Tuesday, November 20, 2012

State says it's met goals on Alexander youth facility

Posted By on Tue, Nov 20, 2012 at 3:40 PM

It took nine years, but the state says it has satisfied all the terms of an agreement for operating the detention center for youth at Alexander and has asked to be released from court supervision.

The state said fewer youths are being held and that they are getting better education, better mental health services and better treatment to prevent suicide.

Details follow in a state release.

STATE NEWS RELEASE

DOJ Says Division of Youth Services Met or Exceeded Goals in Consent Decree

The U.S. Department of Justice says the Arkansas Department of Human Services (DHS) Division of Youth Services (DYS) has met or exceeded all requirements outlined in a federal consent decree and has filed a joint motion asking a judge to release the agency from court supervision.

In March 2003, then Arkansas Governor Mike Huckabee and top DHS officials signed the settlement agreement with the Justice Department after the federal agency documented problems at the Arkansas Juvenile Assessment and Treatment Center (known then as the Alexander Youth Services Center).

“The center and the services offered there have improved dramatically over the last several years,” said DYS Director Ronald Angel. “There are fewer youth, a new contractor running the program, a new school and enhanced educational and behavioral health services.”

Since the agreement was signed, Angel has reduced the number of youth at the center from 143 to 100.
DHS Director John Selig thanked Angel for spearheading the transformation of the center and said youth in state custody are better off because of the work he and his staff have done.

“Ron was hired for his strong leadership skills, and he didn’t shy away from any task,” Selig said. “He analyzed all the issues and hired the right people to fix them.”

Angel’s staff and the contractor running the center, G4S Youth Services out of Florida, have made dozens of changes and improvements focused mostly in three areas: education, mental health service and suicide prevention.

Today, there are an adequate number of special education teachers at the center and all teachers are licensed in their subject area and maintain a “highly qualified” status. The center can now issue diplomas and has access to a state educational database so students’ educational records can be kept up-to-date.

In addition, DYS used American Recovery and Reinvestment Act money to build a new educational facility equipped with the latest electronic teaching aids and a new library, and now provides students’ access to the Arkansas Virtual High School.

The center also has a full time psychologist on staff, a contract with the University of Arkansas for Medical Sciences to provide a psychiatrist, annual suicide prevention training, and every unit has case managers and social workers.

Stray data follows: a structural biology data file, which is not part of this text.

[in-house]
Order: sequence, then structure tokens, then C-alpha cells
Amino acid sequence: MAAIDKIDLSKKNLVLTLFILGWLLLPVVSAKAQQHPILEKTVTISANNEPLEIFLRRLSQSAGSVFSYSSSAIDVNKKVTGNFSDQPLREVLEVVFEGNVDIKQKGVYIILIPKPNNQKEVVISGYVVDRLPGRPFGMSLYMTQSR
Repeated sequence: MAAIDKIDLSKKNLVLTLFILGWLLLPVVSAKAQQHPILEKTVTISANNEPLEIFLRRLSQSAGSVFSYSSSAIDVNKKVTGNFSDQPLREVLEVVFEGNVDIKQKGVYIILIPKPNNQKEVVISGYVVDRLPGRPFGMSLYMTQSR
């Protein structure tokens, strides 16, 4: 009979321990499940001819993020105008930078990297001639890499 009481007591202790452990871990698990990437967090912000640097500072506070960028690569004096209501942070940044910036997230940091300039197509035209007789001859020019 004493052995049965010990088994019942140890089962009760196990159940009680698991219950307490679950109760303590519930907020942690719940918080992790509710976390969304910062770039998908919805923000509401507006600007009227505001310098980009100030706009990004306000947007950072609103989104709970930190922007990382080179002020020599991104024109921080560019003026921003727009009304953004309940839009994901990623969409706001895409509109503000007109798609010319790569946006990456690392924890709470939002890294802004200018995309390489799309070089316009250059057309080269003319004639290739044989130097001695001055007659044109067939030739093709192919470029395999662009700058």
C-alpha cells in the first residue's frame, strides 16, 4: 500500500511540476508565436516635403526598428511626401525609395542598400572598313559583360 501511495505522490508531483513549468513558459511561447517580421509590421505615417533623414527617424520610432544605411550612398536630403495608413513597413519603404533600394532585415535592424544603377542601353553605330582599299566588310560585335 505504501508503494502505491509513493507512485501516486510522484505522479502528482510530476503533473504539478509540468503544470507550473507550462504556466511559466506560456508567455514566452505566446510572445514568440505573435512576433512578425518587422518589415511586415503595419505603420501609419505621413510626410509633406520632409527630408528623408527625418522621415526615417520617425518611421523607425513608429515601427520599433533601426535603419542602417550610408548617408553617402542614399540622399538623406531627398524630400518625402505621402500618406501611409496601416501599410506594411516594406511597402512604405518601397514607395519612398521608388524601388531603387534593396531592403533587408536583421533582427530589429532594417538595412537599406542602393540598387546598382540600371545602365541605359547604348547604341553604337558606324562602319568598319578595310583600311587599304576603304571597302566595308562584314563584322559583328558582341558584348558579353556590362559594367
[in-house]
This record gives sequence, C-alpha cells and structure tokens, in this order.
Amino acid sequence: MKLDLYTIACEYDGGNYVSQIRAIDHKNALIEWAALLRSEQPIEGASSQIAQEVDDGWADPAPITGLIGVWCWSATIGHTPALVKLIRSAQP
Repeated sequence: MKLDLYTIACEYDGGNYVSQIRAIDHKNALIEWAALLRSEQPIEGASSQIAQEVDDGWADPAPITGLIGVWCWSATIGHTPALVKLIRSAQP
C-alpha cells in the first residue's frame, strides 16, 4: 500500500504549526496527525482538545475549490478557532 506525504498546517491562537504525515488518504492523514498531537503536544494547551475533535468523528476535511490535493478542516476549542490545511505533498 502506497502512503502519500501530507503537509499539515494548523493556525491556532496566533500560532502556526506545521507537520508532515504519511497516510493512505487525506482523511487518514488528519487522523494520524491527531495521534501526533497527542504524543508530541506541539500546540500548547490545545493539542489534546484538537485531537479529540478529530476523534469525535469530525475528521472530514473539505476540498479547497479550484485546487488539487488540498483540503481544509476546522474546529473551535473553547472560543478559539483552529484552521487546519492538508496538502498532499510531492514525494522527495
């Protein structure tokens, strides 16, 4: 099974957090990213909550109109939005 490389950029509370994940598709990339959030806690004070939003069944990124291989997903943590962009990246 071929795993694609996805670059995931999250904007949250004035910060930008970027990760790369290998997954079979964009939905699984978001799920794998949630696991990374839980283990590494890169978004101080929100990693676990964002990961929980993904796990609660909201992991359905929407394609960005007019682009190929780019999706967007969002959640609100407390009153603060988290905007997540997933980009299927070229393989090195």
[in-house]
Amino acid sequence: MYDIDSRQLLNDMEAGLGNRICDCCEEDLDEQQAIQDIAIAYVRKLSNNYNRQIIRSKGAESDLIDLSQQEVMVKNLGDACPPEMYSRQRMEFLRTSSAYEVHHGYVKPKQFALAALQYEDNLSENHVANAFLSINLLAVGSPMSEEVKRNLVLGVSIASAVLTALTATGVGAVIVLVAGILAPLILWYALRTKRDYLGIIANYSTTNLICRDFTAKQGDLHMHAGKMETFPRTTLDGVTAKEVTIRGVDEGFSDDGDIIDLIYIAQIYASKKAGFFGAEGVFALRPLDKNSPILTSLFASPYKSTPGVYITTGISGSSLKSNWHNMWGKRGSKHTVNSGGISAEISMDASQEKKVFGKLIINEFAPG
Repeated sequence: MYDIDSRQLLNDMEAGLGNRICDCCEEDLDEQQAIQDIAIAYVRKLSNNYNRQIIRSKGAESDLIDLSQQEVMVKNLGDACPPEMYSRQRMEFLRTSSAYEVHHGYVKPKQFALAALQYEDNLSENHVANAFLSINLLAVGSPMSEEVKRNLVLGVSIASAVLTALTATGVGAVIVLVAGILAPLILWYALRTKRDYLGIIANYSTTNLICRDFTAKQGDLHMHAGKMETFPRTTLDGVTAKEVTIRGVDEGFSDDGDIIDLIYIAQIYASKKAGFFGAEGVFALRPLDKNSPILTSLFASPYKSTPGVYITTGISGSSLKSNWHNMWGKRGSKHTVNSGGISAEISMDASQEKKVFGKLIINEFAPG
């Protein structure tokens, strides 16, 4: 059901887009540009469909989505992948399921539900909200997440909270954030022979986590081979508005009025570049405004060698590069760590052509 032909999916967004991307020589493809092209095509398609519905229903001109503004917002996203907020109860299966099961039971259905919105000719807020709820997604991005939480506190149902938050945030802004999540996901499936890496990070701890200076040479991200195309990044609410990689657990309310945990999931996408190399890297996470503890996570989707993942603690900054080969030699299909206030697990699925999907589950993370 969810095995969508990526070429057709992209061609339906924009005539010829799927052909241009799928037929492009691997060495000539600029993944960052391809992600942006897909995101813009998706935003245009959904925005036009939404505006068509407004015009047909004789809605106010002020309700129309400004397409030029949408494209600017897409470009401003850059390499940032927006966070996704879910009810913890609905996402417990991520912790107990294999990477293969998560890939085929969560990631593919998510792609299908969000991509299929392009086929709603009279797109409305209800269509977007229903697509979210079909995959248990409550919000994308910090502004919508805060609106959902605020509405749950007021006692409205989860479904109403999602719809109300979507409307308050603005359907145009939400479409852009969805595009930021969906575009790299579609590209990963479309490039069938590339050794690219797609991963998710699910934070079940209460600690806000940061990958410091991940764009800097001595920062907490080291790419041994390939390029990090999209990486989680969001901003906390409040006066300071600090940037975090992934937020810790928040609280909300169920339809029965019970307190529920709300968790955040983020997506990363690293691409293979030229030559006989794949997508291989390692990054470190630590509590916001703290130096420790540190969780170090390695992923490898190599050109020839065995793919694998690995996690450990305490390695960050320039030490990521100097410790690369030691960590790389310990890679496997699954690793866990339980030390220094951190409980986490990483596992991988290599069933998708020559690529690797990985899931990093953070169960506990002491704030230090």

Tags: ,

Favorite

Speaking of Alexander Youth Services Center, Law

Comments

Subscribe to this thread:

Add a comment

More by Max Brantley

  • Arkansas Supreme Court denies rehearing in death penalty challenge, but delays mandate

    The Arkansas Supreme Court today refused to rehear the case denying Death Row inmates information about drugs used by the state in the lethal injection process.
    • Jul 21, 2016
  • Welspun layoffs: Another example of corporate welfare folly

    Layoffs at the Welspun pipe plant in Little Rock are a reminder of the folly of corporate welfare and the inability of Arkansas to separate itself from global economic forces. See the Fayetteville shale. And keep a watchful eye on that Sun Paper pulp mill proposed near Arkadelphia.
    • Jul 21, 2016
  • Hamburg bank manager gets 21 months for theft

    Melinda Gwin, 49, of Hamburg has been sentenced to 21 months in federal prison and ordered to repay $210,875 stolen from the First National Bank of Crossett. She was sentenced in El Dorado federal court, according to a Justice Department news release.
    • Jul 21, 2016
  • More »

Readers also liked…

  • Foster family disputes key statements from Justin Harris

    Craig and Cheryl Hart were the foster parents of the two sisters who were adopted by Rep. Justin Harris and his wife Marsha and later "rehomed." The Harts say that the adoption was allowed to proceed over the objections of the foster parents and local DHS staff due to pressure exerted by Cecile Blucker, head of the Division of Children and Family Services, on behalf of Justin Harris.
    • Mar 7, 2015
  • Top 10 Little Rock albums of 2014

    Here are the Little Rock albums we listened to more than any others this year, the ones that meant the most to us and that we’d push on any out-of-towners who asked what was new in the Little Rock music scene.
    • Dec 18, 2014
  • U.S. growth rate highest in ten years; Arkansas economy also looking up

    National GDP grew by 5 percent in the third quarter, according to a revised figure by the U.S. Commerce Department. Arkansas Business reported yesterday that forecasters also predict a strong year of growth ahead for Arkansas. We're still waiting for Obamacare to deliver its promised economic implosion.
    • Dec 23, 2014

Most Viewed

Most Recent Comments

Blogroll

 

© 2016 Arkansas Times | 201 East Markham, Suite 200, Little Rock, AR 72201
Powered by Foundation